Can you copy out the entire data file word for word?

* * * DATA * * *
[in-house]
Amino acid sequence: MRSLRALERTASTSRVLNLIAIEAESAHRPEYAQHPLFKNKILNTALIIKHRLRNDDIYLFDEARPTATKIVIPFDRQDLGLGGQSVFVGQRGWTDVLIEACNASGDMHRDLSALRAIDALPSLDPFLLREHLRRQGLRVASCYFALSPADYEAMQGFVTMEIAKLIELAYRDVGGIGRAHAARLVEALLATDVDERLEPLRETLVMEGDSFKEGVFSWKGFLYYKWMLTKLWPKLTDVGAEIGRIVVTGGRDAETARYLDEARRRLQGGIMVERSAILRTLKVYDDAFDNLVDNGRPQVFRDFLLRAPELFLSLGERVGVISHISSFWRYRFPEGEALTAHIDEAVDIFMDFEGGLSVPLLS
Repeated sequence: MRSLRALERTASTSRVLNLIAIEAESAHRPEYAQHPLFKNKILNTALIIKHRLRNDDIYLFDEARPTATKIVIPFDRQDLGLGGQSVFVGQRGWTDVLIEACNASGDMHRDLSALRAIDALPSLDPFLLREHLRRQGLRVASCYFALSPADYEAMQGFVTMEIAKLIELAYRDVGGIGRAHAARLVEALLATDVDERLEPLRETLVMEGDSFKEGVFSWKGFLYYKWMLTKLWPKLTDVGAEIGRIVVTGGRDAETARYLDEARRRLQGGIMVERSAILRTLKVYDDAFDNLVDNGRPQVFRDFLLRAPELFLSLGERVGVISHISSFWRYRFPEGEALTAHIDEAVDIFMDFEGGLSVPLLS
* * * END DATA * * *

[in-house]
Amino acid sequence: MRSLRALERTASTSRVLNLIAIEAESAHRPEYAQHPLFKNKILNTALIIKHRLRNDDIYLFDEARPTATKIVIPFDRQDLGLGGQSVFVGQRGWTDVLIEACNASGDMHRDLSALRAIDALPSLDPFLLREHLRRQGLRVASCYFALSPADYEAMQGFVTMEIAKLIELAYRDVGGIGRAHAARLVEALLATDVDERLEPLRETLVMEGDSFKEGVFSWKGFLYYKWMLTKLWPKLTDVGAEIGRIVVTGGRDAETARYLDEARRRLQGGIMVERSAILRTLKVYDDAFDNLVDNGRPQVFRDFLLRAPELFLSLGERVGVISHISSFWRYRFPEGEALTAHIDEAVDIFMDFEGGLSVPLLS
Repeated sequence: MRSLRALERTASTSRVLNLIAIEAESAHRPEYAQHPLFKNKILNTALIIKHRLRNDDIYLFDEARPTATKIVIPFDRQDLGLGGQSVFVGQRGWTDVLIEACNASGDMHRDLSALRAIDALPSLDPFLLREHLRRQGLRVASCYFALSPADYEAMQGFVTMEIAKLIELAYRDVGGIGRAHAARLVEALLATDVDERLEPLRETLVMEGDSFKEGVFSWKGFLYYKWMLTKLWPKLTDVGAEIGRIVVTGGRDAETARYLDEARRRLQGGIMVERSAILRTLKVYDDAFDNLVDNGRPQVFRDFLLRAPELFLSLGERVGVISHISSFWRYRFPEGEALTAHIDEAVDIFMDFEGGLSVPLLS